This isn't a course with lots of lush desert and scenic wonders; after all, you're a couple of three-wood shots away from downtown Tempe. You're going to see power-plant towers, high-tension wires and lots of planes making an approach to Sky Harbor. But still this is a fun course to play.

The course overall ranges in length from 7,026 yards from the tips to 4,765 from the forward tees. But you'll find that from all tee boxes, the back nine plays about 400 or 500 yards longer than the front. So save your energy for the tough finish.

Lots of short, harmless-looking holes here appear to be a snap - like No. 1 with the trademark Pete Dye mounds around the green. But at the end of the hole, you're scratching your head and kicking the tires of your golf cart.

Strategy and accuracy are very important. Consider No. 3, a dogleg left par-4 (423 yards from the back tees, 266 from the middle) that requires a good shot down the right side of the fairway. The crook of the dogleg has a bunker so you don't want to go left or you'll be shooting blindly out of the sand at a green you can't see. A treacherous pot bunker also guards the front left of this green.

Another intriguing hole is the par-4 No. 4 (420 yards from the back, 288 from the front) runs along a lagoon and has a bunker yawning in the middle of the fairway. To get to the green safely, you're supposed to bear left, but not too left or you're wet. There's also a lot of Pete Dye style to No. 8, a par-4 with a lot of sand and railroad ties, says Raper.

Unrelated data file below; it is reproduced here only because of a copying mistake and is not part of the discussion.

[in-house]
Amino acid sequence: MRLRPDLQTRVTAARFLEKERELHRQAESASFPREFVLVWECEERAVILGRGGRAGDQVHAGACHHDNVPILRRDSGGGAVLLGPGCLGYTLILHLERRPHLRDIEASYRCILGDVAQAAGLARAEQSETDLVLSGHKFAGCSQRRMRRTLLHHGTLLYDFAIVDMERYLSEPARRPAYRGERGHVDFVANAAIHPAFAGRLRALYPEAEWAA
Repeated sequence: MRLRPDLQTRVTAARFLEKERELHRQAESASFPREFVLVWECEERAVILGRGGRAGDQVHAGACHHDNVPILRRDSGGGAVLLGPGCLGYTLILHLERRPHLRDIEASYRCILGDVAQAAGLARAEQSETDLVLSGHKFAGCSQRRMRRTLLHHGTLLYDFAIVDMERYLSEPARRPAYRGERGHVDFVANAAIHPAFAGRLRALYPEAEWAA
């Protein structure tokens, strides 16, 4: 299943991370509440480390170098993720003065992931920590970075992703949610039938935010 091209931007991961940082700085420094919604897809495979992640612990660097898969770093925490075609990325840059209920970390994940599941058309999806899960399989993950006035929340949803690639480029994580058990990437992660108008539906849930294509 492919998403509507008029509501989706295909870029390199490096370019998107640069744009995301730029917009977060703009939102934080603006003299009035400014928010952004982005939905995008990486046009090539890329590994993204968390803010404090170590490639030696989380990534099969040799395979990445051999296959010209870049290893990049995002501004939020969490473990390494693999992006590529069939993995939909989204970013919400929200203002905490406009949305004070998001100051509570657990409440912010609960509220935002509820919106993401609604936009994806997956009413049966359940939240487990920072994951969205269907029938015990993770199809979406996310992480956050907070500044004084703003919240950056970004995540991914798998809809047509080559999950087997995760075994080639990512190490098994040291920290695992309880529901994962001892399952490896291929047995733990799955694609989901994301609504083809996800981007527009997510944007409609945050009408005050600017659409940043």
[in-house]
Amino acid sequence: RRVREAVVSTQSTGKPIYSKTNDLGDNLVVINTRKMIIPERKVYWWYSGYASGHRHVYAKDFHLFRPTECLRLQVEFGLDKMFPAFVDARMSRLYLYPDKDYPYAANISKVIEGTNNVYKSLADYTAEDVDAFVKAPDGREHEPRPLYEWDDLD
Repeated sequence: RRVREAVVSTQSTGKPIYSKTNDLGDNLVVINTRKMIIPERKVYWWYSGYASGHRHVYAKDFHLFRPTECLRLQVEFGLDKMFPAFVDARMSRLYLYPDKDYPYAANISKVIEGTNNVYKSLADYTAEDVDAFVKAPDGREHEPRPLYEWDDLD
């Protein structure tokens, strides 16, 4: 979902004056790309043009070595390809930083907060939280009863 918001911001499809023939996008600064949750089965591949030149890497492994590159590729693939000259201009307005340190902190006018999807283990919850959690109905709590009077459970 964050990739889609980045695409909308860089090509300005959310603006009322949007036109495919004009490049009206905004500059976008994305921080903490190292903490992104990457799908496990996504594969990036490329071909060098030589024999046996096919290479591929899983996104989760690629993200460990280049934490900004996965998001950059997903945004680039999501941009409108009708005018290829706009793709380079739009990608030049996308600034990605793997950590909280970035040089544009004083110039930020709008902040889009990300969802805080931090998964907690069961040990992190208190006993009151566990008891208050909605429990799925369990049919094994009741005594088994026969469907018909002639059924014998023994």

The par-4 finishing hole - No. 18 (471 yards from the back, 340 from the forward) - has huge water trouble on the left. On top of it all, it's a dogleg left that could require you to make a long second shot over water. The cowardly can lay up on the right-hand side. But be careful of the bunkers you're going to find along the way.

"This is well recognized as a challenging hole," says Raper. "When you're far away from the hole, you think that you have a lot more room on the approach than you actually do. A lot of people think of this as our signature hole as well because of the views of Sun Devil Stadium in the background."

Arizona National Golf Club in Tucson

Arizona National Golf Club in Tucson has been the home of the Wildcats for some time, but until last year the name of the course was The Raven at Sabino Springs. When the course was sold by Intrawest to IRI Golf Group, the new owners changed the name and decided to capitalize more on the ties to the local school.

"The affiliation has been fantastic in every way," says Eric Hoffman, director of golf, even though the University of Arizona doesn't pay rent to IRI.

"The use of the course is a donation that IRI makes to the school," Hoffman says. "But it's paid off for us in terms of the corporate tours and fundraisers that come here because of the U of A connection. Sponsors of the athletic program book outings with us."